We are right and therefore NOBODY else has anything real going on in their relationship with God. My, they are his enemies!
    Thou shalt not listen to Taylor Swift. Or Beethoven, he probably was gay. Come on, he played the organ and the piano. He must have been gay.
    The softball team is for the men in the church. The ladies get to cheer on the sideline.
    And finally: we have one mediator, plus one man of God who has a special hotline where God informs him of His will for everyone else.

    1. A fun one to add to your list: the guitar is inherently masculine (read: phallic), so girls should stick to piano. This is what I was told by my former pastor when I volunteered to perform. :roll:

  8. Two people in a row have mentioned the “pink for guys” thing so I thought I’d mention that according to an article I just read the soft color blue was originally for girls, while the raw steak color pink was for guys.

  9. And of course everything they believe is due to the MOG standing up there every week telling them what to believe. Everything the MOG says is scripture even if he only uses one verse to “proove” it. :roll:

    Our former pastor believed that Jack Hyles wrote the Bible. Well he may as well have. He couldn’t give one sermon in which that name was not mentioned at least once and in worshipful tones, “My pastor, Dr. Jack Hyles said…” :roll:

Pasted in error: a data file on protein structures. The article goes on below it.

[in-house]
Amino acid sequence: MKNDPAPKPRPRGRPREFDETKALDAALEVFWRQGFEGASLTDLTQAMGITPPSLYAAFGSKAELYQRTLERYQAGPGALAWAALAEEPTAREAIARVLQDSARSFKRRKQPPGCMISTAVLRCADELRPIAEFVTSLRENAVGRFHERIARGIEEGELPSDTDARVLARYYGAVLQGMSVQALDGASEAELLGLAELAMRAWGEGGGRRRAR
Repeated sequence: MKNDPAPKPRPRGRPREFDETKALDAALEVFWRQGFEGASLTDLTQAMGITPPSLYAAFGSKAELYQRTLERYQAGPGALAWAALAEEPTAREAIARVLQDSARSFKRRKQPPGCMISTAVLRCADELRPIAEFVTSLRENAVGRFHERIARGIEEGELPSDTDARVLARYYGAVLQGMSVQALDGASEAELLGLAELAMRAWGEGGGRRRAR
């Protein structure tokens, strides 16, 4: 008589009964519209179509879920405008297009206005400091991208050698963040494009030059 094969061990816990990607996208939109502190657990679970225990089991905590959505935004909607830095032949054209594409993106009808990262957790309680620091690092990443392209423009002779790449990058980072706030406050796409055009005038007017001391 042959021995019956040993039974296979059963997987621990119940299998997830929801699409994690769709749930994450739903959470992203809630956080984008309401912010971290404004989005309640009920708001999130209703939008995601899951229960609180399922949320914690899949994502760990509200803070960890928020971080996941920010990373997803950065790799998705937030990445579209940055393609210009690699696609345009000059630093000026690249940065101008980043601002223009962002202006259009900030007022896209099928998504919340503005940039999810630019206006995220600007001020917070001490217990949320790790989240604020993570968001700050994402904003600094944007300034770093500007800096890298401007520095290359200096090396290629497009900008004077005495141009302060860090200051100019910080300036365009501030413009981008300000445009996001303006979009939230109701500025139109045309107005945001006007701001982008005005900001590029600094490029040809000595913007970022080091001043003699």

I wanted so badly to ask him, and wish I had before we left if he believed Jack Hyles was ever wrong about anything. If during the time he went to HAC, and that wonderful church and heard Jack Hyles preach did he ever say to himself, “I don’t agree with him about that.” Or was everything Hyles said perfect scripture right down the line? I think I already know the answer to this question, and if I had the nerve, I’d have put a finger this close to his nose and called him an idol worshipper to his face. And quoted him one verse that is in the Bible, “Thou shalt have no other gods before Me.” :twisted:

    Yeah fundies think they’re right about everything. They have the last answer on everything. And if you dare disagree with them, you disagree with God. Right. Even when they say wearing denim is a sin. God knows what verse they get it from. It’s not in the Bible, even in the KJV! :evil:

    1. I knew a pastor who taught from the pulpit that sugar is “white death.”

      I just needed to overlook the fact that his whole family was obese and mean as Hell.